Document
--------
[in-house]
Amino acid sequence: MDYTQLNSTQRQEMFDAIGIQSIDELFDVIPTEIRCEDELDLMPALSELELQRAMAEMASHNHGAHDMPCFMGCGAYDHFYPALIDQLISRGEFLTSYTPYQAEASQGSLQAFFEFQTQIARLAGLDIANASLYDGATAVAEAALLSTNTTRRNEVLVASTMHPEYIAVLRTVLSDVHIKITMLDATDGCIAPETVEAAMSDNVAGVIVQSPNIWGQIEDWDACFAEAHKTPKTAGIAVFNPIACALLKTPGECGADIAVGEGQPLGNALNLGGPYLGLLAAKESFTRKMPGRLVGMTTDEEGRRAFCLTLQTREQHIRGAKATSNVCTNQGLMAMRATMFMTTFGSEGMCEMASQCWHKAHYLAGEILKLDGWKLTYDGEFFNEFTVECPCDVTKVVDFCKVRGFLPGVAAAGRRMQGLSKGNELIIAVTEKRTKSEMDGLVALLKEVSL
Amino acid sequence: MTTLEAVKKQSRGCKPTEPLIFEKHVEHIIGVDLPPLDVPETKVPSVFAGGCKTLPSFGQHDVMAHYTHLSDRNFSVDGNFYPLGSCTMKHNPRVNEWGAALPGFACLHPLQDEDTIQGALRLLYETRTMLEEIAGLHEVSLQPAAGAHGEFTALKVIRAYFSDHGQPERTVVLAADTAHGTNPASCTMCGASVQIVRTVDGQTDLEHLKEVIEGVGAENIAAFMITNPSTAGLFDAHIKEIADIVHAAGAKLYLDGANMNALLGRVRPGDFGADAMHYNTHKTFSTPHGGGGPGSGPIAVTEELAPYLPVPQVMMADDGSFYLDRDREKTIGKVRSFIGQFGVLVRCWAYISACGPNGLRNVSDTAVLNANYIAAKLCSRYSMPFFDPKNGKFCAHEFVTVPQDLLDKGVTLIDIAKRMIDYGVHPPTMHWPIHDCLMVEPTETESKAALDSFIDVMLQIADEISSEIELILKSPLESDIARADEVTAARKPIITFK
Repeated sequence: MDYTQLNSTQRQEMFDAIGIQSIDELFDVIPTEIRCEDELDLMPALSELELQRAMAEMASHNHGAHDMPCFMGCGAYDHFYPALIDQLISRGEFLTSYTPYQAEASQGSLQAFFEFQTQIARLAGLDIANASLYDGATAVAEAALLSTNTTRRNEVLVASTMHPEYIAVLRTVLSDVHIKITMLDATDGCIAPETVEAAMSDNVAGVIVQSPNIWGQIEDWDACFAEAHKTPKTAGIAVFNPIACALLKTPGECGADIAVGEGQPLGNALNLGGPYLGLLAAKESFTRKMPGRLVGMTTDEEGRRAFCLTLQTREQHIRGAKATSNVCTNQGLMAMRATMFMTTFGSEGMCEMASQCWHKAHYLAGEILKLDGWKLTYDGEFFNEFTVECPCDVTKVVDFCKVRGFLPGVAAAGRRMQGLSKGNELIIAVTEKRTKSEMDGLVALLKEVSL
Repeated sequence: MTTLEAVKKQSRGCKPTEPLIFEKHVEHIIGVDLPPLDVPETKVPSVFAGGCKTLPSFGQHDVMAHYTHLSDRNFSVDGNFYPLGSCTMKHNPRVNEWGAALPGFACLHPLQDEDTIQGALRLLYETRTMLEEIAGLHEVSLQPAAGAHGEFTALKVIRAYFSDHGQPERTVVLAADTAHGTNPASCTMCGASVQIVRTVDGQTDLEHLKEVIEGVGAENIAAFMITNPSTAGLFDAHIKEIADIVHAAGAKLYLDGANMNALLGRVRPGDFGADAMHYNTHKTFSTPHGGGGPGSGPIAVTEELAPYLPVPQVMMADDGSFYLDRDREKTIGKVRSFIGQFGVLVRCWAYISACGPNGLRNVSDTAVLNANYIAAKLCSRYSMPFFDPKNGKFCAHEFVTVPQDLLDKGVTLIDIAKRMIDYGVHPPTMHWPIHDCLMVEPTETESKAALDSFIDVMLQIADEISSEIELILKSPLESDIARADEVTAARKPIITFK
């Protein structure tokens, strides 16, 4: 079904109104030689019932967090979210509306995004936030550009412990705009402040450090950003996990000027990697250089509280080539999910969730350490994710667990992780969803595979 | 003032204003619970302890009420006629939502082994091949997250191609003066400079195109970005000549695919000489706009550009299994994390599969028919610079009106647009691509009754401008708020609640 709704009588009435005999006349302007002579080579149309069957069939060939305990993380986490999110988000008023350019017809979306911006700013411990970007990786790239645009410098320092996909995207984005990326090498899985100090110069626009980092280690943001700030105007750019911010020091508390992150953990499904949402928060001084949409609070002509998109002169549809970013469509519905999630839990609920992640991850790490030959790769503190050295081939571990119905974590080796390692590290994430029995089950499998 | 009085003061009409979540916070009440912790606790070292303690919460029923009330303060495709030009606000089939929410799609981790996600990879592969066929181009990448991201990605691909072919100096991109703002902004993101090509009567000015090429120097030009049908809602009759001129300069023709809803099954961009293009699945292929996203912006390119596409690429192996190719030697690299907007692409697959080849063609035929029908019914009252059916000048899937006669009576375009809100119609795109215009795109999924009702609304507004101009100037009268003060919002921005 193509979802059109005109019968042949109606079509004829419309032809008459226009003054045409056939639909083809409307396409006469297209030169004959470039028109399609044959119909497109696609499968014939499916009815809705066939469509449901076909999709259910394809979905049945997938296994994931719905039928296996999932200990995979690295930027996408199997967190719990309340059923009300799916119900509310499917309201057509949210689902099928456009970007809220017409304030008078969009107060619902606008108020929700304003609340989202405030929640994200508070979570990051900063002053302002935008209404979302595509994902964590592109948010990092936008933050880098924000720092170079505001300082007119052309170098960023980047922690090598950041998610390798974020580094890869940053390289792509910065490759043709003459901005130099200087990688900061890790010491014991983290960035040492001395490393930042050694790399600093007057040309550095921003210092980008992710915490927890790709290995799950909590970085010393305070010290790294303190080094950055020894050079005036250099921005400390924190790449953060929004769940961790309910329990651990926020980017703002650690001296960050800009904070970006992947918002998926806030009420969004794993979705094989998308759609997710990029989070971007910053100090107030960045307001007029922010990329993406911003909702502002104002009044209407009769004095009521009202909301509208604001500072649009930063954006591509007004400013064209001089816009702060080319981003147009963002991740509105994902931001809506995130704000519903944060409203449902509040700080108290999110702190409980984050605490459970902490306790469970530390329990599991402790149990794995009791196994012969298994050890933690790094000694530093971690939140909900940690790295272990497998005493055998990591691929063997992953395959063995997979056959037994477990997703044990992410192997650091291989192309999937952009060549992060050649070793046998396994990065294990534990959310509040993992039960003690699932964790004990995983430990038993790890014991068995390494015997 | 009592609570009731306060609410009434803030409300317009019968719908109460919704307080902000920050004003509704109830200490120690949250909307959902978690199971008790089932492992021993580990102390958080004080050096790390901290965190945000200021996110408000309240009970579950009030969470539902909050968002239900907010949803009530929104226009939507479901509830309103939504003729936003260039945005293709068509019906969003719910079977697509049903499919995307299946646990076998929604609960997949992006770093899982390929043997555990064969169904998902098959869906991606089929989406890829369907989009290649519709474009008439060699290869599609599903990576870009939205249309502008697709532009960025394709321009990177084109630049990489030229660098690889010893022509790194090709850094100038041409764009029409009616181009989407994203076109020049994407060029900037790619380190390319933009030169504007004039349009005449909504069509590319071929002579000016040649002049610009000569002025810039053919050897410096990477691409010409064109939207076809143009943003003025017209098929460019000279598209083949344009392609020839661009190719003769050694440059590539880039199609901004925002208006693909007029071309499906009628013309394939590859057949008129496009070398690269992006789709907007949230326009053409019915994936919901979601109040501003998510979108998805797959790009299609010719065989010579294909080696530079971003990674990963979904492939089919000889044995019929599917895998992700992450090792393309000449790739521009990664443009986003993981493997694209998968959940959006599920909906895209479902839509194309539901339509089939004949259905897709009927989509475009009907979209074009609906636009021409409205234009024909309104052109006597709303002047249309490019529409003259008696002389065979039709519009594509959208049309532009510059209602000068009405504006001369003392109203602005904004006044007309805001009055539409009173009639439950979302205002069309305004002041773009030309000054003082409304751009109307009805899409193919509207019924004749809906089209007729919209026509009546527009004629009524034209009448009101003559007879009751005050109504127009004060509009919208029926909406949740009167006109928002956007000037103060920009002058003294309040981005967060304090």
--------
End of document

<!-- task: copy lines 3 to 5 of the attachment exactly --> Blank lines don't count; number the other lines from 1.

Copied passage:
Amino acid sequence: MTTLEAVKKQSRGCKPTEPLIFEKHVEHIIGVDLPPLDVPETKVPSVFAGGCKTLPSFGQHDVMAHYTHLSDRNFSVDGNFYPLGSCTMKHNPRVNEWGAALPGFACLHPLQDEDTIQGALRLLYETRTMLEEIAGLHEVSLQPAAGAHGEFTALKVIRAYFSDHGQPERTVVLAADTAHGTNPASCTMCGASVQIVRTVDGQTDLEHLKEVIEGVGAENIAAFMITNPSTAGLFDAHIKEIADIVHAAGAKLYLDGANMNALLGRVRPGDFGADAMHYNTHKTFSTPHGGGGPGSGPIAVTEELAPYLPVPQVMMADDGSFYLDRDREKTIGKVRSFIGQFGVLVRCWAYISACGPNGLRNVSDTAVLNANYIAAKLCSRYSMPFFDPKNGKFCAHEFVTVPQDLLDKGVTLIDIAKRMIDYGVHPPTMHWPIHDCLMVEPTETESKAALDSFIDVMLQIADEISSEIELILKSPLESDIARADEVTAARKPIITFK
Repeated sequence: MDYTQLNSTQRQEMFDAIGIQSIDELFDVIPTEIRCEDELDLMPALSELELQRAMAEMASHNHGAHDMPCFMGCGAYDHFYPALIDQLISRGEFLTSYTPYQAEASQGSLQAFFEFQTQIARLAGLDIANASLYDGATAVAEAALLSTNTTRRNEVLVASTMHPEYIAVLRTVLSDVHIKITMLDATDGCIAPETVEAAMSDNVAGVIVQSPNIWGQIEDWDACFAEAHKTPKTAGIAVFNPIACALLKTPGECGADIAVGEGQPLGNALNLGGPYLGLLAAKESFTRKMPGRLVGMTTDEEGRRAFCLTLQTREQHIRGAKATSNVCTNQGLMAMRATMFMTTFGSEGMCEMASQCWHKAHYLAGEILKLDGWKLTYDGEFFNEFTVECPCDVTKVVDFCKVRGFLPGVAAAGRRMQGLSKGNELIIAVTEKRTKSEMDGLVALLKEVSL
Repeated sequence: MTTLEAVKKQSRGCKPTEPLIFEKHVEHIIGVDLPPLDVPETKVPSVFAGGCKTLPSFGQHDVMAHYTHLSDRNFSVDGNFYPLGSCTMKHNPRVNEWGAALPGFACLHPLQDEDTIQGALRLLYETRTMLEEIAGLHEVSLQPAAGAHGEFTALKVIRAYFSDHGQPERTVVLAADTAHGTNPASCTMCGASVQIVRTVDGQTDLEHLKEVIEGVGAENIAAFMITNPSTAGLFDAHIKEIADIVHAAGAKLYLDGANMNALLGRVRPGDFGADAMHYNTHKTFSTPHGGGGPGSGPIAVTEELAPYLPVPQVMMADDGSFYLDRDREKTIGKVRSFIGQFGVLVRCWAYISACGPNGLRNVSDTAVLNANYIAAKLCSRYSMPFFDPKNGKFCAHEFVTVPQDLLDKGVTLIDIAKRMIDYGVHPPTMHWPIHDCLMVEPTETESKAALDSFIDVMLQIADEISSEIELILKSPLESDIARADEVTAARKPIITFK